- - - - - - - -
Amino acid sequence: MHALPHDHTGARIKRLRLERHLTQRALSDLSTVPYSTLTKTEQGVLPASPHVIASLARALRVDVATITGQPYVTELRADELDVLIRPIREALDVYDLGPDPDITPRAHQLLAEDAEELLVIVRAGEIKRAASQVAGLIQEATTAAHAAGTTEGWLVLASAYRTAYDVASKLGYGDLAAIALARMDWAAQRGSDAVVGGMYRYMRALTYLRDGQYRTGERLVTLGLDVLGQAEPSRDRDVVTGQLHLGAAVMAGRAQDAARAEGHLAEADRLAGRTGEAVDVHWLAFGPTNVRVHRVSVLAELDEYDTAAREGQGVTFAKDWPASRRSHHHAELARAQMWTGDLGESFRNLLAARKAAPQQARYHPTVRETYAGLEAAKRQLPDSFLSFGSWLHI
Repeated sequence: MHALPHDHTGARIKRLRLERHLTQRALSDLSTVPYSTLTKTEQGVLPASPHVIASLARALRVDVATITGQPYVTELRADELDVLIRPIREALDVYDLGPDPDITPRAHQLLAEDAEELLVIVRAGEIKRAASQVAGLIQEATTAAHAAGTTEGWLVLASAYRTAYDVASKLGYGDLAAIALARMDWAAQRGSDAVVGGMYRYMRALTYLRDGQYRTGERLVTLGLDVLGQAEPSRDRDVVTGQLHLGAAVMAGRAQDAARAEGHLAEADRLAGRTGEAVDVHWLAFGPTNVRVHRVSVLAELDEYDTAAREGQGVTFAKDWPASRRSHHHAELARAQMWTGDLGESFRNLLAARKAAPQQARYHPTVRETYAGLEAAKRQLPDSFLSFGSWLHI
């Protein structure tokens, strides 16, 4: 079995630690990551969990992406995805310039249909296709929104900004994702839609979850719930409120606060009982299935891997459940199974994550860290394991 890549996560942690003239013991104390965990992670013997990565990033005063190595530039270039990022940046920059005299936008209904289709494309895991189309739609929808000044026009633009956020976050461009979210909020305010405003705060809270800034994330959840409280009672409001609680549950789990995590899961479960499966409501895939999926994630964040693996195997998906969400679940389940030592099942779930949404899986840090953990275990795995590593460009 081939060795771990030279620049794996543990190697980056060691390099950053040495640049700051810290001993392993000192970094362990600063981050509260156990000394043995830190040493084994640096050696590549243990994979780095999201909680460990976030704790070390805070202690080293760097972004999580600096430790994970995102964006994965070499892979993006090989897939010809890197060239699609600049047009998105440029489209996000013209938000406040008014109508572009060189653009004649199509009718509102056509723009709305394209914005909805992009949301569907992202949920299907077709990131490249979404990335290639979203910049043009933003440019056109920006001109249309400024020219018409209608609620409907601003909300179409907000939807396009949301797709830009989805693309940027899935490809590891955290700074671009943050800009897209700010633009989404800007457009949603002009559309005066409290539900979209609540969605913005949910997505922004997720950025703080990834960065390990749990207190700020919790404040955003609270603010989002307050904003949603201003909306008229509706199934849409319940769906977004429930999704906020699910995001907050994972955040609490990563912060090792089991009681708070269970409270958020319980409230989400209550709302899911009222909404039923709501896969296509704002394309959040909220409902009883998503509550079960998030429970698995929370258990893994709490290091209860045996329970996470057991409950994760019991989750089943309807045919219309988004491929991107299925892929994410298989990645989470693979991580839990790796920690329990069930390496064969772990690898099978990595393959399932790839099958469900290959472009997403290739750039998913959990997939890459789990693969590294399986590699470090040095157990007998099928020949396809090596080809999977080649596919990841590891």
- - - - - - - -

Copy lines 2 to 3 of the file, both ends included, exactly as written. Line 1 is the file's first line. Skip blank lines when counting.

Repeated sequence: MHALPHDHTGARIKRLRLERHLTQRALSDLSTVPYSTLTKTEQGVLPASPHVIASLARALRVDVATITGQPYVTELRADELDVLIRPIREALDVYDLGPDPDITPRAHQLLAEDAEELLVIVRAGEIKRAASQVAGLIQEATTAAHAAGTTEGWLVLASAYRTAYDVASKLGYGDLAAIALARMDWAAQRGSDAVVGGMYRYMRALTYLRDGQYRTGERLVTLGLDVLGQAEPSRDRDVVTGQLHLGAAVMAGRAQDAARAEGHLAEADRLAGRTGEAVDVHWLAFGPTNVRVHRVSVLAELDEYDTAAREGQGVTFAKDWPASRRSHHHAELARAQMWTGDLGESFRNLLAARKAAPQQARYHPTVRETYAGLEAAKRQLPDSFLSFGSWLHI
């Protein structure tokens, strides 16, 4: 079995630690990551969990992406995805310039249909296709929104900004994702839609979850719930409120606060009982299935891997459940199974994550860290394991 890549996560942690003239013991104390965990992670013997990565990033005063190595530039270039990022940046920059005299936008209904289709494309895991189309739609929808000044026009633009956020976050461009979210909020305010405003705060809270800034994330959840409280009672409001609680549950789990995590899961479960499966409501895939999926994630964040693996195997998906969400679940389940030592099942779930949404899986840090953990275990795995590593460009 081939060795771990030279620049794996543990190697980056060691390099950053040495640049700051810290001993392993000192970094362990600063981050509260156990000394043995830190040493084994640096050696590549243990994979780095999201909680460990976030704790070390805070202690080293760097972004999580600096430790994970995102964006994965070499892979993006090989897939010809890197060239699609600049047009998105440029489209996000013209938000406040008014109508572009060189653009004649199509009718509102056509723009709305394209914005909805992009949301569907992202949920299907077709990131490249979404990335290639979203910049043009933003440019056109920006001109249309400024020219018409209608609620409907601003909300179409907000939807396009949301797709830009989805693309940027899935490809590891955290700074671009943050800009897209700010633009989404800007457009949603002009559309005066409290539900979209609540969605913005949910997505922004997720950025703080990834960065390990749990207190700020919790404040955003609270603010989002307050904003949603201003909306008229509706199934849409319940769906977004429930999704906020699910995001907050994972955040609490990563912060090792089991009681708070269970409270958020319980409230989400209550709302899911009222909404039923709501896969296509704002394309959040909220409902009883998503509550079960998030429970698995929370258990893994709490290091209860045996329970996470057991409950994760019991989750089943309807045919219309988004491929991107299925892929994410298989990645989470693979991580839990790796920690329990069930390496064969772990690898099978990595393959399932790839099958469900290959472009997403290739750039998913959990997939890459789990693969590294399986590699470090040095157990007998099928020949396809090596080809999977080649596919990841590891």